Before the controversial books like Your Baby Can Read!, in 1986 a man in Nigeria had a son and decided two things. First, he wasn’t going to talk baby-talk to him, but rather speak slowly in clear English. Second, he was going to read to his child as much as possible. That man was my dad, and best of all this program wouldn’t cost $169.99, like some baby-teaching methods; it would be free.

First it started out as pictures in encyclopedias, then it upgraded to learning letters and words from children’s books.

Throw Back Thursday

In honor of #tbt, I decided to finally digitize an old tape my dad made of one of our many learning sessions when I was a toddler. This tape was recorded in ’88-89 when I was two.

Before the recorded sessions, I also remember my dad showing me pictures from the encyclopedia.

Cassette Tapes

It was yesterday evening I realized I didn’t have a cassette player in the house. I couldn’t even remember the last time I saw my old cassette player. So a quick trip over to Walmart solved the problem.

First, I was a bit apprehensive that the tape would break if I tried to rewind or fast forward it. I was very close to hand winding it, rather than using the rewind button on my new cassette player. After all it’s at least a 25 year old tape. During my childhood, I’d seen tape players ruin brand new cassettes, and spew the audio film everywhere.

The copyright on the back of the case says 1979. I’m not sure if that’s when it was produced, but I wouldn’t be surprised if it was around for several years in storage before it made its way to Nigeria and was finally sold to my dad.

I’d been the guardian of this tape since at least the 6th grade. It’s the earliest audio record I have of myself. My mother and father did video record my first birthday, but when relatives borrowed the video it was lost. I’ve never seen the video, and it’s gone forever. Years later, my parents sent their wedding video to Nigeria to be converted to American VHS, only for that to be lost by relatives as well. I’d never seen that one either.

So there was no way I was going to trust this tape to anyone but myself. For years I’d kept it sealed in a dry semi-air-tight pouch among my records, so it’d been safe from UV rays, moisture, and any other corrosive elements. I’d kept procrastinating getting it into digital form, but I finally got around to it.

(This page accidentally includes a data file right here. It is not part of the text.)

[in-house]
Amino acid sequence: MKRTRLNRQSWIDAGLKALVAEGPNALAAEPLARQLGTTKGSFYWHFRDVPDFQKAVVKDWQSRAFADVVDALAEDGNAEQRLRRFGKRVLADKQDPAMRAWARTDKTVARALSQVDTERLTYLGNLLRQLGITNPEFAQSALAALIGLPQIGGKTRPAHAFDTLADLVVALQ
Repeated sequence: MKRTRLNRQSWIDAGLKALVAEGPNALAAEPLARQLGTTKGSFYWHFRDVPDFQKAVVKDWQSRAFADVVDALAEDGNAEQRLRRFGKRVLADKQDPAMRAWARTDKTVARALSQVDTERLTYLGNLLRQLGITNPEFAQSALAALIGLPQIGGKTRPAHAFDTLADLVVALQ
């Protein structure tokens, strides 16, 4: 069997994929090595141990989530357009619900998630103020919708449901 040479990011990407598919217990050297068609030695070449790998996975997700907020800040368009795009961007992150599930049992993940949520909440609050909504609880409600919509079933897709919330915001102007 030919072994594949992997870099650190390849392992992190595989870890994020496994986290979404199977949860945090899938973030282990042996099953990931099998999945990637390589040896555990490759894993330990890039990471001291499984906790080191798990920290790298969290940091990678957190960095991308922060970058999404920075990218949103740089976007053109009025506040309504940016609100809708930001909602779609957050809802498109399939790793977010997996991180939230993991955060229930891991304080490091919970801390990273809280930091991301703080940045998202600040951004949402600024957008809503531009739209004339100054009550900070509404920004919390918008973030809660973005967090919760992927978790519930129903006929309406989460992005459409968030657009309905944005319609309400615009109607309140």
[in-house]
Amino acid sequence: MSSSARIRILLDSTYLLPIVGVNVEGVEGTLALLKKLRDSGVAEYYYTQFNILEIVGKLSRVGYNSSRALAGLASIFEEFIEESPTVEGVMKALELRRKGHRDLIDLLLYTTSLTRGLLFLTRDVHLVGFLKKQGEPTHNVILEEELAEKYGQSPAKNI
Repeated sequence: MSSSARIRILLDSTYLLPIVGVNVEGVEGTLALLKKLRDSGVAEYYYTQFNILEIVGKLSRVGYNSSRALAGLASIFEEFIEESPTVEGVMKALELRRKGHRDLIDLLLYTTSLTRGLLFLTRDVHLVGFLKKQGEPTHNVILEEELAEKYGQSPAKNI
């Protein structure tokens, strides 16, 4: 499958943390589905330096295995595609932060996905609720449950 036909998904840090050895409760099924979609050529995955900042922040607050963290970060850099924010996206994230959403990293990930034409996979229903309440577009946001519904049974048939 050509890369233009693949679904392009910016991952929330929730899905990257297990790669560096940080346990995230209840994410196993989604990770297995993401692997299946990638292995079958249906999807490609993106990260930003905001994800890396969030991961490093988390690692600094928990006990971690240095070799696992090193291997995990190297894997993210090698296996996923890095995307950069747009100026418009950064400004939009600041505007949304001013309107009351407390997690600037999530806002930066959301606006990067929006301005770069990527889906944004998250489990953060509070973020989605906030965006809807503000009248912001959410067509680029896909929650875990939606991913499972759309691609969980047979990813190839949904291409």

Back up your stuff!

Seriously, though. Take a weekend and scan all your old photos onto your computer. Digitize videos and audio. Then back up your computer. Take a copy of that drive and put it in a safety deposit box at the bank. Once you lose analog data, it’s not coming back, so your best bet is to go digital. No one ever expects their house to catch fire. I’m only about 20% into my family history backup, but it’s going to be worth it once I’m done.

After contemplating over whether or not to rewind the tape, I realized ┬áthat it was made in Japan, so I decided to take the gamble. I’ve got mad respect for the Japanese. The stuff they make lasts forever! If it broke, plan B was to google “cassette tape repair”. Fortunately, everything worked flawlessly, even after 25 years. The audio quality still held up after all this time. I even googled the company and they’re still around!

Google screenshot of TDK

Google screenshot of TDK

After some tinkering on Garageband, I was able to create an album of some highlights, as well as digitize the entire 90 minutes of audio. It’s interesting how the lessons are interlaced with Christian music…music sung by what sounds like hippies.

Here are some clips from that tape that show some of the benefits, as well as difficulties of trying to teach a two year old. When I have a child of my own, I intend to keep up the tradition.

Cats and Rats

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B to the I to the G!

If you listen closely to the first few seconds, you can hear our African Grey parrot whistling in the background.

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Run and Gun

I read a book called Wild at Heart when I was a freshman in college. It said that almost all little boys love weapons, and it’s useless to try and keep toy weapons from them, because if you do, they’ll just make their own.

Also, my dad gets a little frustrated that the word “gun” has now ruined my concentration. “Stop playing.” LOL! Listen for yourself…

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Counting and Reading on my own

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Name the Colors

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The Monkey and the Banana

I’ve had this tape for as long as I can remember, but yesterday was the first time I’d listened all the way though. Apparently my favorite words were: banana, gun, big, and balloon, in that order.

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Multiplication

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Fade to Black

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I think many of the skills I have today were founded on the many hours my father would spend teaching me between the ages of 1 and 4. Read to and with your children. It’s never too early to start.